ProgrammableFlow and Windows Server 2012 deliver Software Defined Networking to Private Cloud

NEC ProgrammableFlow selected as Finalist for Microsoft Best of Tech Ed North America

ProgrammableFlow has been selected as a finalist for The Microsoft Best of TechEd (BOTE) North America Awards, produced by Windows IT Pro, SQL Server Pro, SharePoint Pro and Dev Pro, which recognizes innovative products and services being showcased this week in Orlando at Microsoft TechEd.  More than 300 products were nominated with finalists selected in 15 categories.  ProgrammableFlow is a finalist in the Networking category.

All registered attendees can vote for ProgrammableFlow to win by visiting the Best of TechEd webpage before 2 p.m. Eastern on Wednesday, June 13.

As reported in a previous press release, we demonstrated a ProgrammableFlow Virtual Switch for Windows Server 2012 at Microsoft BUILD last fall.  We are continuing to march forward, in lock-step with Microsoft, leveraging the Hyper-V Extensible Switch application programming interface (API) to deliver the exciting benefits of OpenFlow and Software Defined Networking (SDN) to Windows Server 2012 customers.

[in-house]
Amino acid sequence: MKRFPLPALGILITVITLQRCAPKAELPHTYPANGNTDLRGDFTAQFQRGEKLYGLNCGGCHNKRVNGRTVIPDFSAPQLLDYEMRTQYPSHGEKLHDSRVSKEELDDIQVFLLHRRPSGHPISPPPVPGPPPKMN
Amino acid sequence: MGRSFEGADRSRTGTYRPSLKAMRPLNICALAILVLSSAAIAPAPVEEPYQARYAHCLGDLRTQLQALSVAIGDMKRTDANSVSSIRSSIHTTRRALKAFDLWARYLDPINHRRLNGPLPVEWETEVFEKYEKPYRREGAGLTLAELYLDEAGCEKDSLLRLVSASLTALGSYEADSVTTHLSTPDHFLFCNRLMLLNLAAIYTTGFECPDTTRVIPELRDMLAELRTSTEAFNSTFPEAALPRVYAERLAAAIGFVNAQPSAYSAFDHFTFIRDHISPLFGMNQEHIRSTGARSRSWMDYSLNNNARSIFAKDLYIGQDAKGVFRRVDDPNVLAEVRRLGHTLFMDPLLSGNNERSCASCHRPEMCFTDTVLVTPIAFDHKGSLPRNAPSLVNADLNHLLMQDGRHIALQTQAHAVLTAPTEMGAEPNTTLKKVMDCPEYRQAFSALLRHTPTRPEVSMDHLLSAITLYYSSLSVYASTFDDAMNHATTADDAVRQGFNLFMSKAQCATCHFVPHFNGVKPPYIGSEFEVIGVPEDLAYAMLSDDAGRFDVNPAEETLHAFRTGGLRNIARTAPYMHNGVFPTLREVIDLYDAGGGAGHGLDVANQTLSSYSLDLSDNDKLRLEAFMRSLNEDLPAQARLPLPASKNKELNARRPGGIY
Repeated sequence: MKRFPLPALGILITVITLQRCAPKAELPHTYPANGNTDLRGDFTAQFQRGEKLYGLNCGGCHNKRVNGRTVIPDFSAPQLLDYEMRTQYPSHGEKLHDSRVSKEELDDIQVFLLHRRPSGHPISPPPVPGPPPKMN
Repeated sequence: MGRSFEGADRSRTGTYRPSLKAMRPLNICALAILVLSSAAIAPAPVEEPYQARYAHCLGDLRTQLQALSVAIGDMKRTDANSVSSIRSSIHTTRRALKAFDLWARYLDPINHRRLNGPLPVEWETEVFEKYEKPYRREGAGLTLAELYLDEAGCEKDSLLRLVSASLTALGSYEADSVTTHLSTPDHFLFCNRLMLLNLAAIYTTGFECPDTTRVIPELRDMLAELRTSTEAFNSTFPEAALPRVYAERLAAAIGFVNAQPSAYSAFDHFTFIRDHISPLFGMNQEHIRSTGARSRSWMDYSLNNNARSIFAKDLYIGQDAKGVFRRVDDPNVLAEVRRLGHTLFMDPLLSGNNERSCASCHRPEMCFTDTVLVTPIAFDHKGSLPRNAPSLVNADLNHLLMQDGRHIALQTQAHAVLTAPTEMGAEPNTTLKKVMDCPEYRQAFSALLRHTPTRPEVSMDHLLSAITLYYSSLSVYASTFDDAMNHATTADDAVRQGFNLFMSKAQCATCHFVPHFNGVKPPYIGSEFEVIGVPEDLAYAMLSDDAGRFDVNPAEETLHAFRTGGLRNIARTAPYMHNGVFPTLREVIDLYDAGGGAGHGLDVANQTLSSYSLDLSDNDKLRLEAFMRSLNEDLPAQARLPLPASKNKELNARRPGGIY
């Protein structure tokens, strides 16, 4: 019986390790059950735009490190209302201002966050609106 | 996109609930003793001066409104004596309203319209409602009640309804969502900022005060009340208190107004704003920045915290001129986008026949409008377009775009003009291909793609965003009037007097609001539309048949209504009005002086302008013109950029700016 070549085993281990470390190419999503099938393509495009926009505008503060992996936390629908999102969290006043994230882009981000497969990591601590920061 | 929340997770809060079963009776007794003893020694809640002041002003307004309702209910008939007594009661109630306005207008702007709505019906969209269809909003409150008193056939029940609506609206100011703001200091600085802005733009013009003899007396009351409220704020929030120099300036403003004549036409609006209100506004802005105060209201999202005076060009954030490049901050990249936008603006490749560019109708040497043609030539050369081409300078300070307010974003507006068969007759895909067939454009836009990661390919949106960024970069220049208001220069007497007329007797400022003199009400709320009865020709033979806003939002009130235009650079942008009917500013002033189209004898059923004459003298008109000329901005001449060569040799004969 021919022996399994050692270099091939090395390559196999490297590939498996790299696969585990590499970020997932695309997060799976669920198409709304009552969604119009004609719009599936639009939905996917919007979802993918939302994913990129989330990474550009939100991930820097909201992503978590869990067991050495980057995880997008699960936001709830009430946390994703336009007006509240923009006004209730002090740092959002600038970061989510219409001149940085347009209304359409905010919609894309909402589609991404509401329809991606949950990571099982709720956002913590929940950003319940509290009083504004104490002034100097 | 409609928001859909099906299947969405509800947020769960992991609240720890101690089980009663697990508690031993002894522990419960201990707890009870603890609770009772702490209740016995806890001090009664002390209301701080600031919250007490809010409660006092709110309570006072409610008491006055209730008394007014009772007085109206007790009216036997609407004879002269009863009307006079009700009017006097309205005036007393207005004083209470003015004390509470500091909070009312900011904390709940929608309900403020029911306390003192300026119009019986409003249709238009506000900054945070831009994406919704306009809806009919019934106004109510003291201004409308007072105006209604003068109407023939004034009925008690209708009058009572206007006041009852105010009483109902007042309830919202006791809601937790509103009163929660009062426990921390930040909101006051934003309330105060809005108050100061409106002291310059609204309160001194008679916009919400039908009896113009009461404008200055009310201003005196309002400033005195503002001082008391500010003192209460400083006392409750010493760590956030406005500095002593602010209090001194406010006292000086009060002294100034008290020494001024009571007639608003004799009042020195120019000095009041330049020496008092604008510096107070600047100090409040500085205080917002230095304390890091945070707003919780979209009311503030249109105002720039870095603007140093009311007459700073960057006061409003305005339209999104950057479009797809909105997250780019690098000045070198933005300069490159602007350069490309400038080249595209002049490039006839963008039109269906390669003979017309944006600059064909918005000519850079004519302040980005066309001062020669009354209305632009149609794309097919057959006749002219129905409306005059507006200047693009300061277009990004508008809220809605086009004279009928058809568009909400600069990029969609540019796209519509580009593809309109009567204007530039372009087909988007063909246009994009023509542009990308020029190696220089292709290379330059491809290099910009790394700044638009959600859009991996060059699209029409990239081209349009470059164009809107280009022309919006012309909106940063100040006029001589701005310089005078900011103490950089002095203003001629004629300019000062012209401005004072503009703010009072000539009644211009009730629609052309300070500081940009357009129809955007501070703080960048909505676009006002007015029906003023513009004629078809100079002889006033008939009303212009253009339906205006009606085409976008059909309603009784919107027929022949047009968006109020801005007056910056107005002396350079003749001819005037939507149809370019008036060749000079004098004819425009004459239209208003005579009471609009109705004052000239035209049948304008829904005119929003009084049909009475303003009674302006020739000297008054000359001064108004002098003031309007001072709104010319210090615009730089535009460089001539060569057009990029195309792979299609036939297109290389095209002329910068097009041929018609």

With ProgrammableFlow, the entire network can be configured and monitored and controlled from a central point, including visualizing end-to-end network flows and drag and drop configuration and network design.  Network performance is also optimized by network level load balancing across multiple paths for more available bandwidth and faster network response.

Best of Microsoft TechEd 2012 FinalistProgrammableFlow leverages OpenFlow to separate the control plane from the data plane, which allows for network-wide virtualization and programming of the network.  With ProgrammableFlow, delivery of network services and benefits are dramatically accelerated.  No longer will the network be a bottleneck for the progress of the business.

This week (June 11-14) we are demonstrating ProgrammableFlow with Hyper-V again in the Microsoft Partner Pavilion (#18) at TechEd 2012 in Orlando.  Our own Su-hun Yun will be taking the stage at 1:30 on Wednesday, June 13, during the Tech Session led by Microsoft Bob Combs in a session called “Get Hands-on with the New Hyper-V Extensible Switch in Windows Server 2012”.  He will repeat the stage demo of ProgrammableFlow with Windows Server 2012 at TechEd in Europe June 29.  And we recently completed a short video on the capabilities, which you can access on the NEC YouTube channel here.  Stop by at TechEd and view this exciting new capability live if you are there!